He is on the back side of 70, with a farm boy’s jug ears and a slight stoop from arthritis. But archery coach Terry Wunderle still moves with a natural athlete’s confidence, and the penetrating blue eyes miss nothing. From the moment you shake hands with him he is sizing you up to see if you possess the raw material–the hunger, discipline, and composure–from which he can mold a champion. Wunderle is a man of almost ferocious willpower and more than a few contradictions: a redneck with a Zen-like approach to archery, a guy capable of cussing a blue streak right before bowing his head to say grace over lunch.
Wunderle is someone who, above all things, hates to lose. He won one world and four national championships on the IBO circuit back in the 1980s. Frank Thomas, archery coach of the U.S. men’s 2004 Olympic team, told me, “I teach mostly recurve. But for compound, Terry’s the guy. He has coached more champion compound archers than all the others put together.” If that was the case, I asked, how come I’d never heard of him? “Because he doesn’t care if you’ve heard of him or not. He refuses to promote himself. Archers find him.”
And so, a plane ride and a three-hour drive later, I arrived at his home in rural Illinois. He no longer needs the money from coaching and accepts only students he thinks he’ll enjoy. He doesn’t tolerate those who resist his suggestions. More than one pro has driven halfway across the country only to find himself being told to pack up his bow and get the hell out after five minutes when Wunderle didn’t like the guy’s attitude. He said he took me because when he razzed me on the phone (“Listen, outdoor writers are just too dumb and stubborn to try to coach”), I stayed calm and razzed him right back (“No, that’s photographers you’re thinking about”).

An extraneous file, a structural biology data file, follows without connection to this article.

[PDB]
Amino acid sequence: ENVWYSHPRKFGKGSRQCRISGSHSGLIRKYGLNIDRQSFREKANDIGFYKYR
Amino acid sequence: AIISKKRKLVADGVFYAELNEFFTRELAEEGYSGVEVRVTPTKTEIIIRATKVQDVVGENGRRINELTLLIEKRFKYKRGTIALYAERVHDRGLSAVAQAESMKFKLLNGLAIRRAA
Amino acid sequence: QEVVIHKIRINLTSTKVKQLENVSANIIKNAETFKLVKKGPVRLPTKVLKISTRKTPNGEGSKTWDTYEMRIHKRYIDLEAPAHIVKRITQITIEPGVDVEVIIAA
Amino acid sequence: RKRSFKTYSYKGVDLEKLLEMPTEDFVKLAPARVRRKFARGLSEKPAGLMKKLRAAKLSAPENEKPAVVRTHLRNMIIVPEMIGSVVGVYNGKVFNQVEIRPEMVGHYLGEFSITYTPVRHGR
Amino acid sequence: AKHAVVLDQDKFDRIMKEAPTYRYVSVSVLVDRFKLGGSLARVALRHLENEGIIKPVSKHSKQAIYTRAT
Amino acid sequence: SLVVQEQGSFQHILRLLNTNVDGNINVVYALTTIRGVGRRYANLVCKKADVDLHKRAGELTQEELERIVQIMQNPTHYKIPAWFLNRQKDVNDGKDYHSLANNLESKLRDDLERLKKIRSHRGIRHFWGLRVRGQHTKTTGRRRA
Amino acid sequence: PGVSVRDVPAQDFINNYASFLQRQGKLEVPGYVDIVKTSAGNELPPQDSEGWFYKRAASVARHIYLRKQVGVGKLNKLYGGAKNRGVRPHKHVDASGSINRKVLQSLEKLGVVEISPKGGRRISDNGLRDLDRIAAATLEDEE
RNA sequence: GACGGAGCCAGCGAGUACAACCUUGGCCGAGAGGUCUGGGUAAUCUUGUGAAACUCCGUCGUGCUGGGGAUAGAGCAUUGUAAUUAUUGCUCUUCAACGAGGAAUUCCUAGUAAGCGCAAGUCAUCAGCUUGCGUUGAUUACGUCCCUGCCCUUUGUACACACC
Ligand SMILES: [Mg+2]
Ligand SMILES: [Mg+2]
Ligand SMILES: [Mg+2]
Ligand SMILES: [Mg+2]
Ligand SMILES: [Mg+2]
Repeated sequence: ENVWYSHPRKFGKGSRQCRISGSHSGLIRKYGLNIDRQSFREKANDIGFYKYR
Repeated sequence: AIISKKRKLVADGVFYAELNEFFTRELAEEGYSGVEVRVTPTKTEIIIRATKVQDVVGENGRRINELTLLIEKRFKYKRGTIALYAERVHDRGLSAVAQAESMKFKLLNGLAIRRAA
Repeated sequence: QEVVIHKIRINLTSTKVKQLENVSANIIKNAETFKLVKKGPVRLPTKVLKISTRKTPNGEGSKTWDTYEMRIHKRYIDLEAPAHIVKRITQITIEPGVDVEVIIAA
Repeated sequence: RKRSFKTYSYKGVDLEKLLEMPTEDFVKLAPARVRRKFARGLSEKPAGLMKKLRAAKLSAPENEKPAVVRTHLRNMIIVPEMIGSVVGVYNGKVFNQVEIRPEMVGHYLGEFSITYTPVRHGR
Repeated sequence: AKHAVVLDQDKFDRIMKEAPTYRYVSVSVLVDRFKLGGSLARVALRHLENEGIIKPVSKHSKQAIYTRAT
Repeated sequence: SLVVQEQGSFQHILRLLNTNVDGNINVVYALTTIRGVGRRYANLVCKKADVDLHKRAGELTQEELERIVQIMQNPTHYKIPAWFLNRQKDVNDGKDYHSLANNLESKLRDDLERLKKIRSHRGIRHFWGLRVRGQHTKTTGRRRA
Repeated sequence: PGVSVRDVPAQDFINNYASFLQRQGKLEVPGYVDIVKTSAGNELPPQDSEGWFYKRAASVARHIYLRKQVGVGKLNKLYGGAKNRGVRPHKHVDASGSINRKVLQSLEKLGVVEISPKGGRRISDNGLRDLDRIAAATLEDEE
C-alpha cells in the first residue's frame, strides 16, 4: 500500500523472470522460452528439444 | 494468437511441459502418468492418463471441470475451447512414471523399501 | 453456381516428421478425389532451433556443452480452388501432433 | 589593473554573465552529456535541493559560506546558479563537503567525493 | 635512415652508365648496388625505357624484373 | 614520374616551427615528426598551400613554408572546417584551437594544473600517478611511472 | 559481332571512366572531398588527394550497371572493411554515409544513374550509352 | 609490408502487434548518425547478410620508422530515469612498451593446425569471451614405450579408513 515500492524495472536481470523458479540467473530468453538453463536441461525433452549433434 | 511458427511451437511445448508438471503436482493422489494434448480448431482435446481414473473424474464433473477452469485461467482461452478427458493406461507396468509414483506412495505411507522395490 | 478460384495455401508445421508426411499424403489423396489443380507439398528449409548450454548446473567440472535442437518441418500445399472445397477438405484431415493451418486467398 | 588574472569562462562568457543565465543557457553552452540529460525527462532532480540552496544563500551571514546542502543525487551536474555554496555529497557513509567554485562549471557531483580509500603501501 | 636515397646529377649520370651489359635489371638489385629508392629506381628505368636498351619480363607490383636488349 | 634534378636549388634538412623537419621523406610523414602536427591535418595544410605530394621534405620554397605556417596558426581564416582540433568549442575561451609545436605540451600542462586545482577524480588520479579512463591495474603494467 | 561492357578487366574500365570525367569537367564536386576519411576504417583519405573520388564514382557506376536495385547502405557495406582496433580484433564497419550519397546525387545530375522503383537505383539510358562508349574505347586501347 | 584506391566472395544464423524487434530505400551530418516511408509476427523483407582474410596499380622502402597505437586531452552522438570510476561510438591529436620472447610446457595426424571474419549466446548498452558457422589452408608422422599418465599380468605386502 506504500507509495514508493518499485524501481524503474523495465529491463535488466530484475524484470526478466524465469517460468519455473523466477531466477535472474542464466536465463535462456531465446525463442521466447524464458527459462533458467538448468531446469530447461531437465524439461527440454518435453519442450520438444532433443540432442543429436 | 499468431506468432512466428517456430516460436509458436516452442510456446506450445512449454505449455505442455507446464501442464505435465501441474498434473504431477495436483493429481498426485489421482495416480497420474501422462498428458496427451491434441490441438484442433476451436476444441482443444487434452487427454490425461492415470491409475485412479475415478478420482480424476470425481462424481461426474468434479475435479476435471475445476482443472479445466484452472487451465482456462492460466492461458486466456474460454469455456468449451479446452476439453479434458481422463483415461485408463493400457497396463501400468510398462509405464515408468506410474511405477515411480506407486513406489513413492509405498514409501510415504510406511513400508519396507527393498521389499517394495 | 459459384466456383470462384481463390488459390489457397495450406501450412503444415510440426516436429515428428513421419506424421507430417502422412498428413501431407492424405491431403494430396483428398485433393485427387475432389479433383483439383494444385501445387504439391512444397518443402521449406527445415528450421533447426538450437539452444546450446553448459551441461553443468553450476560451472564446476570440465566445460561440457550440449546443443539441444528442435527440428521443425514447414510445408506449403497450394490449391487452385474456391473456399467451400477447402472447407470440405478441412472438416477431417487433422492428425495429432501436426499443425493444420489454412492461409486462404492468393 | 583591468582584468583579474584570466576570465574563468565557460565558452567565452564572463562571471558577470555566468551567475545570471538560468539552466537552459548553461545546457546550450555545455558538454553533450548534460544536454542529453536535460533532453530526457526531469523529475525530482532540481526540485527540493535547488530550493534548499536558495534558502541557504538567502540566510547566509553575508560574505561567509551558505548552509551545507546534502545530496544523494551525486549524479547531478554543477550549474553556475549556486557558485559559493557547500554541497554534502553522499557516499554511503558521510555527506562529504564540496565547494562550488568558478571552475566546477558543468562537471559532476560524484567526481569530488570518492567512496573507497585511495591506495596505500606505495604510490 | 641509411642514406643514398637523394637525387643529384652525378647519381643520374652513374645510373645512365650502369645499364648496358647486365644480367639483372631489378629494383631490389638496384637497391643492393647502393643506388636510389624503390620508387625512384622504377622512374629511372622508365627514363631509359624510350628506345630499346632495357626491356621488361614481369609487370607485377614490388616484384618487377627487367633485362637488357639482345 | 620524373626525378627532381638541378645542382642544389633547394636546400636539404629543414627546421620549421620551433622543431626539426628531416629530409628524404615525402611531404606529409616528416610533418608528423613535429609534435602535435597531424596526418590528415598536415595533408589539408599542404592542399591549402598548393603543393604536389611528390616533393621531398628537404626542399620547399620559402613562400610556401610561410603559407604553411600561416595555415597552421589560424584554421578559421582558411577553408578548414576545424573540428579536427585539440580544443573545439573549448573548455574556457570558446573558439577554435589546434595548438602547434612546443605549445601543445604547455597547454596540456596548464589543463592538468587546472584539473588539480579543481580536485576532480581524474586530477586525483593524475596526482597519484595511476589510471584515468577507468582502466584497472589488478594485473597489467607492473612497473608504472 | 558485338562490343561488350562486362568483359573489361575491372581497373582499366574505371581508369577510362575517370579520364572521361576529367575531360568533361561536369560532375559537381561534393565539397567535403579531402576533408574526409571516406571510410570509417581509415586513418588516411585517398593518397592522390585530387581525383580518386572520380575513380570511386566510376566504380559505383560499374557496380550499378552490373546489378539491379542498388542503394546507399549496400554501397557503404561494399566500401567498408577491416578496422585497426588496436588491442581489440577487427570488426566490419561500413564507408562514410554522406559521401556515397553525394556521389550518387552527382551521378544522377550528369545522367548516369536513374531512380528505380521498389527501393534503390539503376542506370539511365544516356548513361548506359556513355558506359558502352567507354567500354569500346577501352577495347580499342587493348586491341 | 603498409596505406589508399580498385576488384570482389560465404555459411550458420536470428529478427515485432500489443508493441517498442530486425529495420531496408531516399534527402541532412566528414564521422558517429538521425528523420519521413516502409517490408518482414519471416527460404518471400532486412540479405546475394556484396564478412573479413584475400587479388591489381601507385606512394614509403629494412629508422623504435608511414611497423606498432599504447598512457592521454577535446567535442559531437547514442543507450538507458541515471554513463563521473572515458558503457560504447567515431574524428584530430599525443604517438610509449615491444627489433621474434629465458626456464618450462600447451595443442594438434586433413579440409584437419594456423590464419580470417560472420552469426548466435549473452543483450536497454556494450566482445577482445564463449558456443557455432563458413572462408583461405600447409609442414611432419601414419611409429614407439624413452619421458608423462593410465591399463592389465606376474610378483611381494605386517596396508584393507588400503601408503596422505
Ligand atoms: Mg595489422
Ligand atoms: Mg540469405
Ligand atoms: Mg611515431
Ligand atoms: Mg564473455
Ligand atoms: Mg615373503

He handed me five arrows and pointed 20 yards downrange to a target hanging in an open closet in the combination rec room, office, trophy room, and archery shop in his house outside Mason City. “I don’t care about the walls,” Wunderle said. “But you better be fast if you hit one of my deer, because there’s going to be a broadhead with your name on it coming after you.” He winked when he said this, but he was not altogether kidding. He lives to hunt and only took up competitive archery to become a better hunter. He typically kills several turkeys a year in Illinois with the bow and has taken 39 trophy whitetail bucks, many of which were gazing down at me from the walls. I shot two arrows, which each landed in the second ring of their targets. Wordlessly, Wunderle moved in right behind me, well inside the 18 inches that Western culture designates as “personal space.” My hands went clammy and drops of sweat suddenly trickled down my sides.
“Now I’m nervous,” I said, as if owning up to it would make it go away.
“Good,” he grunted. “Sometimes you shoot better that way. Sharpens the senses.”
My next three arrows were duds: wide left, high center, low left. He walked down to the target and pulled all five. “Confession time,” he announced. “I don’t know what a shooter’s problems are until I see them shoot under pressure. I knew you’d react that way.”
“What way?” I asked.